That’s a tall order, but we’ll do our best. The “pre-computer and electronic components” is going to be hard, since most four-wheel-drive vehicles have some sort of electronics, even dating back to the 1950s. You can definitely cut out a lot of the modern electronic amenities by looking at carbureted vintage 4x4 vehicles like the early Jeep CJs, Ford Bronco, Toyota Land Cruiser, and Land Rover. However, most of these vehicles will not have factory air conditioning or an automatic transmission. They are also becoming harder to find and expensive (worth more than what they sold new in many cases).

If you can live with a few electronics, the 1st and 2nd Generation Toyota 4Runner may be a good place to start. It’s 4WD, equipped with an almost bulletproof drivetrain, reliable 22r motor, and some even have automatic transmissions.  The SR5 models even have air conditioning.  They’re also easy to work on and affordable. Third-generation 4Runners are also great, but they do have more electronics than the earlier models.

Moving into the ‘90s and early 2000s, the Jeep Cherokee XJ, Jeep Grand Cherokee WJ, and Jeep Wrangler LJ are some other great option for seating four adults—but now we’re getting into modern fuel-injected motors and computers. Stick to a 4.0L inline six and you should be good. The best part: these models also feature cushy coil spring suspension and great aftermarket support for modifications down the road.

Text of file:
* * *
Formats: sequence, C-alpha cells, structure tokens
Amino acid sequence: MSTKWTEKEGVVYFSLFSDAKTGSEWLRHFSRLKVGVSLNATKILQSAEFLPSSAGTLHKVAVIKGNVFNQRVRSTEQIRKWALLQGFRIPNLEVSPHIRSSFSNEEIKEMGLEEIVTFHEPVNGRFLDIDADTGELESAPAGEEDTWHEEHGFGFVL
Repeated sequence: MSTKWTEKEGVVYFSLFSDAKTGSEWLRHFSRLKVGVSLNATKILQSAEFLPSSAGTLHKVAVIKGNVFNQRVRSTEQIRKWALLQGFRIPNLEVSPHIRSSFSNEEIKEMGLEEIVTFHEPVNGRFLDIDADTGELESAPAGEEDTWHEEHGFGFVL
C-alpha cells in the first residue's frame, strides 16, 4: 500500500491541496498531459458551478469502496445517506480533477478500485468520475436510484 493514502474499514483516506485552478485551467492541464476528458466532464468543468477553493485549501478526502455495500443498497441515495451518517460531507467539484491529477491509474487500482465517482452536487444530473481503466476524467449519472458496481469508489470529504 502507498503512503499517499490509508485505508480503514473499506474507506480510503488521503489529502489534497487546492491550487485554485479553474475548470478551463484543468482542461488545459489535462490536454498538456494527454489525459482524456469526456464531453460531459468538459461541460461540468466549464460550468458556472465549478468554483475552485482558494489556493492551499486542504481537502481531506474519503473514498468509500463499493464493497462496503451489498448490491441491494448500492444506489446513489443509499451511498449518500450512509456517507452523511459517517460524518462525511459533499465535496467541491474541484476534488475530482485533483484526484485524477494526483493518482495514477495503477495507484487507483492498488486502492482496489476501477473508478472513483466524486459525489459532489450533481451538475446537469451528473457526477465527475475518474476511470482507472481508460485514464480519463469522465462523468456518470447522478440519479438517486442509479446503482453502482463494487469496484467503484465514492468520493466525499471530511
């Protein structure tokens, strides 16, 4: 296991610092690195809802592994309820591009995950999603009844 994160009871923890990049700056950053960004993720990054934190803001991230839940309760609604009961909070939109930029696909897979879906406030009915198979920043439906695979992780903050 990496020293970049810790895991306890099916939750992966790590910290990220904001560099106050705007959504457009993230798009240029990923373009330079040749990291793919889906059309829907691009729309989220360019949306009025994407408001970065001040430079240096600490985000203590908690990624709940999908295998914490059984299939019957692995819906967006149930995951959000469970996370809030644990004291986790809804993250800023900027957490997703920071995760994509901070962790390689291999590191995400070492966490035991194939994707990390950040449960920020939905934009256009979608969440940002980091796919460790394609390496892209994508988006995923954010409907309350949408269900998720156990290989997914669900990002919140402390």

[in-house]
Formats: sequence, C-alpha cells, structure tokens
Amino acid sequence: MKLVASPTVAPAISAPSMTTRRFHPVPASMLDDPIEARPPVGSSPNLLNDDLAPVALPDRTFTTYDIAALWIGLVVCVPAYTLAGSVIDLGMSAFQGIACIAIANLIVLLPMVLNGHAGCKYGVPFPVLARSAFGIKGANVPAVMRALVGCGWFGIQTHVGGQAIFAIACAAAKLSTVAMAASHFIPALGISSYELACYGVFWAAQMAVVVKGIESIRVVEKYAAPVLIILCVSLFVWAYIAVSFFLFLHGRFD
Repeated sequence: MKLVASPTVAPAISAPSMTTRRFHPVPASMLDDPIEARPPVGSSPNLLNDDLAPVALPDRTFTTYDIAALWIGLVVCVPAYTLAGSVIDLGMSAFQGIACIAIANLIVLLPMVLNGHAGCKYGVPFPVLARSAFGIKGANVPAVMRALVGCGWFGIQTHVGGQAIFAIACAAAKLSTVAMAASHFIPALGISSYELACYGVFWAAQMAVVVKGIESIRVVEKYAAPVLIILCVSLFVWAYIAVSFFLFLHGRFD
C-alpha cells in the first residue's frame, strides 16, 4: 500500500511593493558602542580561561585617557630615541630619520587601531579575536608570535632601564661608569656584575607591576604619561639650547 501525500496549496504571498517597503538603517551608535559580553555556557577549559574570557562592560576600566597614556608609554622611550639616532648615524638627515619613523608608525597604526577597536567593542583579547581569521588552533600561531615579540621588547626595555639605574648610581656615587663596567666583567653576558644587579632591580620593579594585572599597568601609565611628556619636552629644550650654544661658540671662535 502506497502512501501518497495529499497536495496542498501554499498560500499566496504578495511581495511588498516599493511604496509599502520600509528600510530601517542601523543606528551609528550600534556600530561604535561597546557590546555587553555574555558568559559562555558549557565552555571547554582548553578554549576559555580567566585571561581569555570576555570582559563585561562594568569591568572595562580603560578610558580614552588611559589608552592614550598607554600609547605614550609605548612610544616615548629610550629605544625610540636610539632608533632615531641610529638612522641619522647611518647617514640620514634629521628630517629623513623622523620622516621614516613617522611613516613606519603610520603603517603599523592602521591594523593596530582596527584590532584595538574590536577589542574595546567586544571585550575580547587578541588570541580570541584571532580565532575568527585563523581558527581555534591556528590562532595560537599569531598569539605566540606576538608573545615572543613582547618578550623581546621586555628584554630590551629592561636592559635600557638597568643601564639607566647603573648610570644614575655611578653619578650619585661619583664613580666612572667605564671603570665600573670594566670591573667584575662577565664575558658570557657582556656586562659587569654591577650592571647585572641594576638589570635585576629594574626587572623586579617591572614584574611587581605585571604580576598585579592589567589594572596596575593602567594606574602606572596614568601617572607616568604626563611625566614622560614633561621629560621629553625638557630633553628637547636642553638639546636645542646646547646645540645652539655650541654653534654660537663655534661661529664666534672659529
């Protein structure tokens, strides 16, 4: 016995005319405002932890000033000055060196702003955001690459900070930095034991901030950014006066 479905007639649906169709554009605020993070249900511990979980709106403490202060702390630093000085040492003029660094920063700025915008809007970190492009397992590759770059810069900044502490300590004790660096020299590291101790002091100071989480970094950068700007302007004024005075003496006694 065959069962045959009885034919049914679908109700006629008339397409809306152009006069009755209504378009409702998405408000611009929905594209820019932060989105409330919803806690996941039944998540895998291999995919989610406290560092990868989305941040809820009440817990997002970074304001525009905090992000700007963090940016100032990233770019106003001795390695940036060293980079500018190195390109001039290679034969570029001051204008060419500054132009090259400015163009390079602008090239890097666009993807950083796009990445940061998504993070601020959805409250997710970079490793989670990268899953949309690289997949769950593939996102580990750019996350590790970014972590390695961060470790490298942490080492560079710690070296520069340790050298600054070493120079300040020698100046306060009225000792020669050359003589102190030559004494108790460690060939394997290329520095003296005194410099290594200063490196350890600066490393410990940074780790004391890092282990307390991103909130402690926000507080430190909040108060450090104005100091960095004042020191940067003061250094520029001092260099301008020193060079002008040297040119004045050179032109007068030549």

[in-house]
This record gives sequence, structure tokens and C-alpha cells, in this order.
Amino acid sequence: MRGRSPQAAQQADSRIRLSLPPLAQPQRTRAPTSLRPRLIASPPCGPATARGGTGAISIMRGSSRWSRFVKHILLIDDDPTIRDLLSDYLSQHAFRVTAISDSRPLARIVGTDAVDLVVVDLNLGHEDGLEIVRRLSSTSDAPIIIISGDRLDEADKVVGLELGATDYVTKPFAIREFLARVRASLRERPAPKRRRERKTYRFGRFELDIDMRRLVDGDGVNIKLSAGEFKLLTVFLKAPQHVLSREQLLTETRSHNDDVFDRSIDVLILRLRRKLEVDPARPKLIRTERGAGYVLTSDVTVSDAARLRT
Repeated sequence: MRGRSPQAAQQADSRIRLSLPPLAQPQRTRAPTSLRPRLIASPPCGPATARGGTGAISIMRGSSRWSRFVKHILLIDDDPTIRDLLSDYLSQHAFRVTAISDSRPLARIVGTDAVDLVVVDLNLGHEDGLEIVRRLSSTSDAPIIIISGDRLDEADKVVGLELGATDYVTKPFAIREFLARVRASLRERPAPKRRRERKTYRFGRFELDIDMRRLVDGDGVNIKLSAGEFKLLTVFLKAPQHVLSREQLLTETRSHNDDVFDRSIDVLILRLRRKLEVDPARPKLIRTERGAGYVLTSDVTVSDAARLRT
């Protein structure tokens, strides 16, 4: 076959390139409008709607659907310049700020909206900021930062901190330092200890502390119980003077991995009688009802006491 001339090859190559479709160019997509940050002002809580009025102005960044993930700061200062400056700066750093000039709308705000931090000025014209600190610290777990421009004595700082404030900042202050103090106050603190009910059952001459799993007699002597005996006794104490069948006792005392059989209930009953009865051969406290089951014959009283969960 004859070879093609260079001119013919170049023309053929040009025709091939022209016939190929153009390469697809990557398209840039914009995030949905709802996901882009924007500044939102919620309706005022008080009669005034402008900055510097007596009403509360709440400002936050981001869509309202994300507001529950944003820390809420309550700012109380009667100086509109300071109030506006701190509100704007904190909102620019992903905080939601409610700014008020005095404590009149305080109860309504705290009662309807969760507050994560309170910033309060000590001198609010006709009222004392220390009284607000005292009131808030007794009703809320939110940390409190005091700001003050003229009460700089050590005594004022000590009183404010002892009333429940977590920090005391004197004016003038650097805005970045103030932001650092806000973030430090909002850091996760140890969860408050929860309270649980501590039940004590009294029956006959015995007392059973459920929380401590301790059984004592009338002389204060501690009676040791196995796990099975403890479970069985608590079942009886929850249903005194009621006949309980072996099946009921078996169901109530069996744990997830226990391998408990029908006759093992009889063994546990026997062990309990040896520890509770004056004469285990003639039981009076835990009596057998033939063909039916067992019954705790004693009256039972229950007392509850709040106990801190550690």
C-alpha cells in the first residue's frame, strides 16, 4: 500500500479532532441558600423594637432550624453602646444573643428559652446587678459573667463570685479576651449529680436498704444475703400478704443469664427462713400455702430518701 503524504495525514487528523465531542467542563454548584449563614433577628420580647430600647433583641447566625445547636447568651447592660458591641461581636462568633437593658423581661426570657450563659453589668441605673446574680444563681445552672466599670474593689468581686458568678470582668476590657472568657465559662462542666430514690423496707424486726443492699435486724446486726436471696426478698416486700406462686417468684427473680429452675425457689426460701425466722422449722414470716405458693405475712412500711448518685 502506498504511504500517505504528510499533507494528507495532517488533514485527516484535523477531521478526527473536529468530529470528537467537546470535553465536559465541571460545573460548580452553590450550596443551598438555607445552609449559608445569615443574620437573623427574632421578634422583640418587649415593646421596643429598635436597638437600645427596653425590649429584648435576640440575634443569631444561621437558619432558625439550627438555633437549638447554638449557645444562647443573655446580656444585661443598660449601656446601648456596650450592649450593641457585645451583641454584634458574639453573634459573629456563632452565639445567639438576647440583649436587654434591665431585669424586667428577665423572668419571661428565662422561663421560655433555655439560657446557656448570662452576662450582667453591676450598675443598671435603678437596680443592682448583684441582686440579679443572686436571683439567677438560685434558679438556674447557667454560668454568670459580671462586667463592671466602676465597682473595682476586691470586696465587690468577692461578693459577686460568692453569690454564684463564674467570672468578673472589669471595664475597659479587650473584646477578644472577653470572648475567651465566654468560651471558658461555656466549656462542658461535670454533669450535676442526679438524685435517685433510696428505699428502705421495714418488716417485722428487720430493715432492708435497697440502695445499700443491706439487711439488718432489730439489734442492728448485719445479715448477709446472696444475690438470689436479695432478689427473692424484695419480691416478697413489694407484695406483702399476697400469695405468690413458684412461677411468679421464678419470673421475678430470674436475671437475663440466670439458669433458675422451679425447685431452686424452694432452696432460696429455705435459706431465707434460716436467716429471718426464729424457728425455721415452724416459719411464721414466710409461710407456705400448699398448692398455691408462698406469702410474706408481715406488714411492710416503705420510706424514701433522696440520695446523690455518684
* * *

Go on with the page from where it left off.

Make sure to check out Burn’s Project WJ and other cool builds in our Jeep Projects section
In the meantime, why don’t you just throw some nice all-terrain tires and performance off-road shocks on your F-150 and enjoy the ride. Full-size pickup trucks are a nice way to explore Colorado back roads, especially if the trail is wide enough.




Diesel is all the rave these days, with more production truck models become available in North America.  Even with Volkswagen’s sucker punch at U.S. consumers, acceptance of rattlers continues to grow. tested GM’s 2016 Chevrolet Colorado Duramax Diesel pickup recently and gave it good marks. It seems to be well received by our readers, with the only request coming from R. Spins asking that the “fake rollbar and lights need to be lost.”  His solution: LED fog lights. The only thing is R. Spins, those are working LED lights atop the Trail Boss edition of the Colorado. Check out more of the breakdown at Chevy’s site for special edition Colorados here.